Come with me, dear reader, on an exciting journey through smells, sights, opportunities, lies and crimes. I will entertain, engage, challenge and confide in you. I will be a most trusted guide and nothing that I say can be believed.
A good first-person narrator can take a reader by the wrist, or wallet, or throat and lead us through all manner of adventure. A tried and true technique, it is extraordinarily effective in the right hands. Aravind Agida employs it fully in his debut novel The White Tiger. Dark and comical, the book references, borrows and steals from all the right sources: Richard Wright, James Baldwin, and Ralph Ellison, but also Defoe, Rushdie and Barth. It is the story of a charming and untrustworthy man living in multiple worlds – modern India.
The overall structure is the personal history of Balram (or Munna), an Indian entrepreneur, as written in a series of letters to Chinese Prime Minister Wen Jiabo, who is scheduled to visit Bangalore. Balram tells his own story as way of explaining India; it is a story within a story. Born in “Darkness” or abject poverty in a rural village, Balram experiences privation and disappointment despite being identified as intelligent, a “White Tiger.” He is only partially aware of his misery in his lot until he becomes a driver for a rich man with family connections to his village. He journeys to the city, “Light,” comes to understand more clearly his situation and the way that India “works.” It is a voyage of knowledge, cynicism, and advancement. Balram eventually murders his employer in order to break free and to establish a new identity, business, and future. The novel’s coda is a recount of how Balram the businessman handles the death of a child run over by one of his employees: with bribery, influence peddling and power.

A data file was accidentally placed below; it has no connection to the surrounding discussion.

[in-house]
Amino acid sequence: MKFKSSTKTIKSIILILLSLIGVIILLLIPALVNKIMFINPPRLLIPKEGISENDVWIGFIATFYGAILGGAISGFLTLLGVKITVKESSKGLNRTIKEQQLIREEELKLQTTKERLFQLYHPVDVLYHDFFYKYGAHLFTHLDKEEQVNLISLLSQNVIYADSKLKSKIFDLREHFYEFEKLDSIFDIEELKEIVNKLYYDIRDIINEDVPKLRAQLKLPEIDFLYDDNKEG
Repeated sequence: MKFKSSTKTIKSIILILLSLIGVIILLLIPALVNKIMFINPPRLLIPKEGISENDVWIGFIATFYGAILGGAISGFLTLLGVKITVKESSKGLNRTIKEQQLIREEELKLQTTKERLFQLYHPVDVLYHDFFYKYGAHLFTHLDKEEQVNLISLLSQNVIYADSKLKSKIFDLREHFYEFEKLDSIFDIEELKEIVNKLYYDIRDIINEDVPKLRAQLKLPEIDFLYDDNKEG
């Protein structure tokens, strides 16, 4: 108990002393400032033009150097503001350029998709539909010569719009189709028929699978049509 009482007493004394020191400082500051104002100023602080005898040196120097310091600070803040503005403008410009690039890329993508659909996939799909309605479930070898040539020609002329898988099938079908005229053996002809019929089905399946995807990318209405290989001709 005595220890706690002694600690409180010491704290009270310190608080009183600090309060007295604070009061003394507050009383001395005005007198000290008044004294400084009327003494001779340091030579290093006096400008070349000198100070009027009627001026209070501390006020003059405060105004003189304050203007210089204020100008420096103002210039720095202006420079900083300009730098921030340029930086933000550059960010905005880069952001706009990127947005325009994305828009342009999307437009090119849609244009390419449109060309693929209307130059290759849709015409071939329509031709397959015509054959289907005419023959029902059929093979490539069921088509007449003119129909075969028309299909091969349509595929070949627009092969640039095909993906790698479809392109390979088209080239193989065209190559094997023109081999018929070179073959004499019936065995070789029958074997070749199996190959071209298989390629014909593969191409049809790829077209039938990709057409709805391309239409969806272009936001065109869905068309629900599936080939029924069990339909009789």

Agida gives Balram great intelligence but little knowledge, and as his perspective becomes more informed, an ever greater sense of agency. Balram’s morality is thin at best. He murders in cold blood and is ruthless. One the other hand, the very sense of right and wrong is problematized throughout, as “justice” seems to be irrelevant to the world in which the characters live. inhabit. Agida’s satire is of India and Balram is the vehicle. Balram the quintessential traveler, an alien in his own land, a visible invisible man. He parodies the myth of the self-made man. Balram has access to many voices: the subaltern, the Quisling, the entrepreneur, the internal immigrant, and the business man.
And though a cold character, above all, Balram is very funny.
Winner of the Man Booker Prize in 2008, The White Tiger is the kind of literature that entertains and provokes – a good and thoughtful read.